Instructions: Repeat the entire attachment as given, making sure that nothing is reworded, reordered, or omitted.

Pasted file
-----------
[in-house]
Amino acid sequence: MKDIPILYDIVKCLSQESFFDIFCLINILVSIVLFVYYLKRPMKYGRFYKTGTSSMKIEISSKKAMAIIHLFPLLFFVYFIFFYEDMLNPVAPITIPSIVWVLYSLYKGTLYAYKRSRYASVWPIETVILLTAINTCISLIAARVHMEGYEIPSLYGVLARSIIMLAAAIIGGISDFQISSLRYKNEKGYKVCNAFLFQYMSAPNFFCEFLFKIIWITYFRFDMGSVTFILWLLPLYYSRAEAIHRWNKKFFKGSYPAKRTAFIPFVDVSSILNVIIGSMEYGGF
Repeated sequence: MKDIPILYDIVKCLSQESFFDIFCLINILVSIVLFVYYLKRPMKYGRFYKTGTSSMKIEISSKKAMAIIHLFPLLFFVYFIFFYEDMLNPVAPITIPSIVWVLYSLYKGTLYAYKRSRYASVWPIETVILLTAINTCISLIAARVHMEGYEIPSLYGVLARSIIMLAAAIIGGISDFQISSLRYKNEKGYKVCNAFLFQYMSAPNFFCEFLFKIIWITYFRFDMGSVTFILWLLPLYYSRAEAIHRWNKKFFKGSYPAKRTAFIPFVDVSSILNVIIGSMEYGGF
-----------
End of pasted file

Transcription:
[in-house]
Amino acid sequence: MKDIPILYDIVKCLSQESFFDIFCLINILVSIVLFVYYLKRPMKYGRFYKTGTSSMKIEISSKKAMAIIHLFPLLFFVYFIFFYEDMLNPVAPITIPSIVWVLYSLYKGTLYAYKRSRYASVWPIETVILLTAINTCISLIAARVHMEGYEIPSLYGVLARSIIMLAAAIIGGISDFQISSLRYKNEKGYKVCNAFLFQYMSAPNFFCEFLFKIIWITYFRFDMGSVTFILWLLPLYYSRAEAIHRWNKKFFKGSYPAKRTAFIPFVDVSSILNVIIGSMEYGGF
Repeated sequence: MKDIPILYDIVKCLSQESFFDIFCLINILVSIVLFVYYLKRPMKYGRFYKTGTSSMKIEISSKKAMAIIHLFPLLFFVYFIFFYEDMLNPVAPITIPSIVWVLYSLYKGTLYAYKRSRYASVWPIETVILLTAINTCISLIAARVHMEGYEIPSLYGVLARSIIMLAAAIIGGISDFQISSLRYKNEKGYKVCNAFLFQYMSAPNFFCEFLFKIIWITYFRFDMGSVTFILWLLPLYYSRAEAIHRWNKKFFKGSYPAKRTAFIPFVDVSSILNVIIGSMEYGGF